An Overview of Large-scale Circulation and Mesoscale System

Large-scale Circulation

Figure 4 shows the synoptic situation at 500-hPa and 850-hPa levels in Asia on 1200 UTC 18 September from the MM5 analyses using the 54-km grid.

Figure 4.

The synoptic situation in Asian Area on 1200 UTC 18 September 2001. (a) The height at 500 hPa level (geopotential meter), (b) temperature at 850-hPa level (K), (c), height at 850-hPa level (geopotential meter ), (d) wind speed at 850-hPa level (m s−1). Shading delineates the Tibet Plateau over 1000 m.

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During a heavy rain phase, the westerly belt in Asia at 500 hPa level is characterized by a high ridge over the Mongolian Plateau and two deep troughs at Lake Balkhash and Yakutsk to Okhotsk Sea (latter not shown) with features almost fixed in location and amplitude. On the north end of the trough are two low. When some cold air splits from the trough at Lake Balkhash and moves south, it forms a trough in the eastern Plateau and reaches the northern Sichuan Basin. The characteristics of subtropical circulation are that, in the middle and low latitudes of Asia, there is a deep and active trough in the Bay of Bengal, which helps transfer warm and humid air by the southwest monsoon to the eastern Tibetan Plateau. The eastern Tibetan Plateau and western China are controlled by the warm and humid southwest flow from the Bay of Bengal trough. Cold air from Lake Balkhash was blocked by the topography of the Tibetan Plateau, forming a strong temperature front at 40–50°N. Meanwhile, the Qinling Mountains also have an important effect on the formation of temperature front. On the one hand, the mountains block the transmission of warm and humid southwest flow, resulting in warm air accumulating in the Sichuan Basin; on the other hand, the Qinling Mountains also prevent the northern cold air from moving south. Convergence of the cold and warm flows in the Sichuan Basin and the upper area of the Huang He (Yellow River) forms a quasi-stationary front (Fig. 4b). On the 18 September and 19 September the low trough moved east onto the Plateau region, arriving at 100–105°E on 18 September while the 16th Typhoon (Nari) (named Baihe in China) was moving from Taiwan island to South China. The west-moving typhoon caused the transformation of the west Pacific subtropical high and westward displacement of the ridge point. The shortwave trough that moved east from the Plateau slowed down and stagnated in the Sichuan Basin. Heavy rain came into being under such a situation.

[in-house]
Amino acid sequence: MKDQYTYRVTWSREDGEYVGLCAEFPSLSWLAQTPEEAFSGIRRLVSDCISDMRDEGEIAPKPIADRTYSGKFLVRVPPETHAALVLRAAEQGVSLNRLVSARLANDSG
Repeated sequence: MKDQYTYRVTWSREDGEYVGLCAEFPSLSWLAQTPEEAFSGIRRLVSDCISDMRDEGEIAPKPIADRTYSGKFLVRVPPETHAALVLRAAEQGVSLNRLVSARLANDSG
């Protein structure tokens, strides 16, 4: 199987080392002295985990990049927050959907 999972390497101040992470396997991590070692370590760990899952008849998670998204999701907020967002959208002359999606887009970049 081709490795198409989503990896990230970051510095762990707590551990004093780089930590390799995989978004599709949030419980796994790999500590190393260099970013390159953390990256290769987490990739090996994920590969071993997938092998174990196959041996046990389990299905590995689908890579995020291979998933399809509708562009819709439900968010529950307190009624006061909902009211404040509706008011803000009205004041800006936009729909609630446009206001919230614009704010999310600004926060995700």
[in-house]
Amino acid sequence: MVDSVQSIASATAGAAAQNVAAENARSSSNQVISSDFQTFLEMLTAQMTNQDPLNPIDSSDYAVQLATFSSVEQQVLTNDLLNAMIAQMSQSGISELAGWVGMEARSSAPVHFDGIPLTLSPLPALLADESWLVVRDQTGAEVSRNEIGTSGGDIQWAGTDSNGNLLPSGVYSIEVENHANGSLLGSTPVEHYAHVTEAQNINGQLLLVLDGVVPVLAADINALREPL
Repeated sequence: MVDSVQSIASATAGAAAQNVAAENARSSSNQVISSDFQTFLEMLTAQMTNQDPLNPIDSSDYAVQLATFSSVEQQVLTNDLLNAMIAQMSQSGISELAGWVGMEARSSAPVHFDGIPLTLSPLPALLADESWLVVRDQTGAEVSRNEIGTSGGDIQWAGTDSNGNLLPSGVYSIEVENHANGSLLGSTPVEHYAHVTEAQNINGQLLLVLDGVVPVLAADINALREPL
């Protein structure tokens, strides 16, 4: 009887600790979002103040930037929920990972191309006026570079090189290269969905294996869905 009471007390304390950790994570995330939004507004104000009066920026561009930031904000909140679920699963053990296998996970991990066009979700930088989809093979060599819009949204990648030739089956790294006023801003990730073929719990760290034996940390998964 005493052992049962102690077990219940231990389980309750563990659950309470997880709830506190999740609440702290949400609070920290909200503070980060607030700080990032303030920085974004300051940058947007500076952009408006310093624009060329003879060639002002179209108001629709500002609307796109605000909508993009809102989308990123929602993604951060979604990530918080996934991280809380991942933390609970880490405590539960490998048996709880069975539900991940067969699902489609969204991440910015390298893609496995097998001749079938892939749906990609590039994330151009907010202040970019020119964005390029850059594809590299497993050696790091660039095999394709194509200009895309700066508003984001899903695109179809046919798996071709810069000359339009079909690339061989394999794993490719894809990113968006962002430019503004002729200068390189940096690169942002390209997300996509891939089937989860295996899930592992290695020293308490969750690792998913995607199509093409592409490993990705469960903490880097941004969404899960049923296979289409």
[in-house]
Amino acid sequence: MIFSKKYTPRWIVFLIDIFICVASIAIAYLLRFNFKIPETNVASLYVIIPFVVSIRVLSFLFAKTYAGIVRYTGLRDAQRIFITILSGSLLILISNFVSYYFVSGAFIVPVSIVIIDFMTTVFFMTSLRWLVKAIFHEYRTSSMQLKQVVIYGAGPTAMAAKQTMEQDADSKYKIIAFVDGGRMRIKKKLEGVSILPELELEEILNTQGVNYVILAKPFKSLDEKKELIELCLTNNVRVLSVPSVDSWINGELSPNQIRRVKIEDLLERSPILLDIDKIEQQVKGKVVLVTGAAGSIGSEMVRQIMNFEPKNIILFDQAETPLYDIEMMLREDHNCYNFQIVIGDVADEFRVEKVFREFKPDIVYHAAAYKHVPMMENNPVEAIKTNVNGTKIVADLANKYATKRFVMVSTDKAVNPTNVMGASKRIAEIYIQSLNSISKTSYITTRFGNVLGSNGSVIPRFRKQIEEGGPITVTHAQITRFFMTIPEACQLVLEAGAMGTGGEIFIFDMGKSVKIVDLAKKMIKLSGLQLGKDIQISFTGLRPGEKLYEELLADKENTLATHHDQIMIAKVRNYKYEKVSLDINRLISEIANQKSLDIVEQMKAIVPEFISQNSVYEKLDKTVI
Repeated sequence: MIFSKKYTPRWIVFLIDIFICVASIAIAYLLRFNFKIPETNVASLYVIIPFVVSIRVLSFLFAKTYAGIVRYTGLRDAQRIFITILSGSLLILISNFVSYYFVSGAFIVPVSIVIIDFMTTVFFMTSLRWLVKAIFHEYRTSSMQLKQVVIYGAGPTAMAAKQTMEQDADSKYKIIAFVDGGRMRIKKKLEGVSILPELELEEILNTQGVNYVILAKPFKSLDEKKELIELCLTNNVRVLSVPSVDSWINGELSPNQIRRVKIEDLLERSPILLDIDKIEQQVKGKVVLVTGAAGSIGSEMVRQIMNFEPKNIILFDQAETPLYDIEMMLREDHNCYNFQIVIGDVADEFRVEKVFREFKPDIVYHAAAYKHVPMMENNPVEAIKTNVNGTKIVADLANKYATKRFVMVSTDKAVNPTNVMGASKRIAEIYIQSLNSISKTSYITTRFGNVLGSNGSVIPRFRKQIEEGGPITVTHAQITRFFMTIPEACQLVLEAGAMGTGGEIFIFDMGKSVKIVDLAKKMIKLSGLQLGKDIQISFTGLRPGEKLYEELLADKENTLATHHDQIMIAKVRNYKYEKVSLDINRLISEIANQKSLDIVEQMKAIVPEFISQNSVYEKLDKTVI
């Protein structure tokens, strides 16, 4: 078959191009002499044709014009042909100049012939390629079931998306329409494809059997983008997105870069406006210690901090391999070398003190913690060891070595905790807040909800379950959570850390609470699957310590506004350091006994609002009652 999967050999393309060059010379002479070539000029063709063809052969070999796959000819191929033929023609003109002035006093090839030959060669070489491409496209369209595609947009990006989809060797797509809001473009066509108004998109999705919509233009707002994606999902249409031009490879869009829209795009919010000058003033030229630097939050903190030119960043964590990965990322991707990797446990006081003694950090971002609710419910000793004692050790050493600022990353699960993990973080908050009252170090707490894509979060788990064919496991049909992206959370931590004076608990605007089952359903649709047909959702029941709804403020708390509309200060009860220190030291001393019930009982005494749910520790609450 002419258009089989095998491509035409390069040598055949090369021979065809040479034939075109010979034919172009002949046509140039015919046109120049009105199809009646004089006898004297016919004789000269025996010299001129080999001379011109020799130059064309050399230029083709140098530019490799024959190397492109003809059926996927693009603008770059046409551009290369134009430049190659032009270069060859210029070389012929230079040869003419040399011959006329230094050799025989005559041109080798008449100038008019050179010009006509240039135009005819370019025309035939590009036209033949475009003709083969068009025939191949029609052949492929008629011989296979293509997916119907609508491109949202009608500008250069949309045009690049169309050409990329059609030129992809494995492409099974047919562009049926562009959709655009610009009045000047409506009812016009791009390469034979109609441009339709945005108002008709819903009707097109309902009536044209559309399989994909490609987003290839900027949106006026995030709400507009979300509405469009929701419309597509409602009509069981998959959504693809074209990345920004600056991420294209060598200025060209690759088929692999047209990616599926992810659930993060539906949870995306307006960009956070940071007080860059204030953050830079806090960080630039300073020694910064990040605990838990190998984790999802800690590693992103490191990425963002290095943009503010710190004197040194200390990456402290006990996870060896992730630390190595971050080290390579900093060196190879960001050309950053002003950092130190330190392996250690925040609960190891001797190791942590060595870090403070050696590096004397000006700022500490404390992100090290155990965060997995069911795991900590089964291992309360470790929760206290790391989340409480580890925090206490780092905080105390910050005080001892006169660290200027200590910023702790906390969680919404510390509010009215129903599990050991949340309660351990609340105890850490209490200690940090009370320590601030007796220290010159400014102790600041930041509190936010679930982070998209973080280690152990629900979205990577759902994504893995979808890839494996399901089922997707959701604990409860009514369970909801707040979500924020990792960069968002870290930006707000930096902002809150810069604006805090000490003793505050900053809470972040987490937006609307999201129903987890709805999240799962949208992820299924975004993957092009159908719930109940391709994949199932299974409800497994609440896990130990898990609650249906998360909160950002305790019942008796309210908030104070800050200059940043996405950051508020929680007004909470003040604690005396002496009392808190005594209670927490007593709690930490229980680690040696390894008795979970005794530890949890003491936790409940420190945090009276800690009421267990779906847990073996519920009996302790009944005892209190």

Lower Atmosphere Jet Flow and Meso-α-scale Low Pressure

Figure 4d shows that at 1200 UTC 18 September, two jet flows at low levels of troposphere were established. One was the jet flow of the east wind to the north of the 16th Typhoon (Nari) with the center located at (26°N, 121°E), and the other was the jet flow of south by southeast wind to the east of the Plateau (not shown). There were two high wind-speed areas in the southeast jet flow, one in Shanxi and the other in the Sichuan Basin. The lower atmospheric jet flow in the Sichuan Basin was located near (30°N, 106°E) with the highest wind speed at 14 m s−1 and the heavy rain area located just in convergence-rising area, the left front of the axis of the highest wind speed.

Another system that is directly related to the heavy rain is the meso-α-scale low-pressure system that remains steady near the lower layer of the troposphere at (29°N, 105°E) (not shown). At the 850-hPa level, there was a closed low-pressure center in Sichuan Basin at 1200 UTC 18 September. Its central value was lower than 1440 geopotential meters. During the heavy rain the meso-α-scale low pressure was stable and even strengthened, maintaining a convergence-rising current at the boundary layer of Sichuan Basin and promoting the development of convection.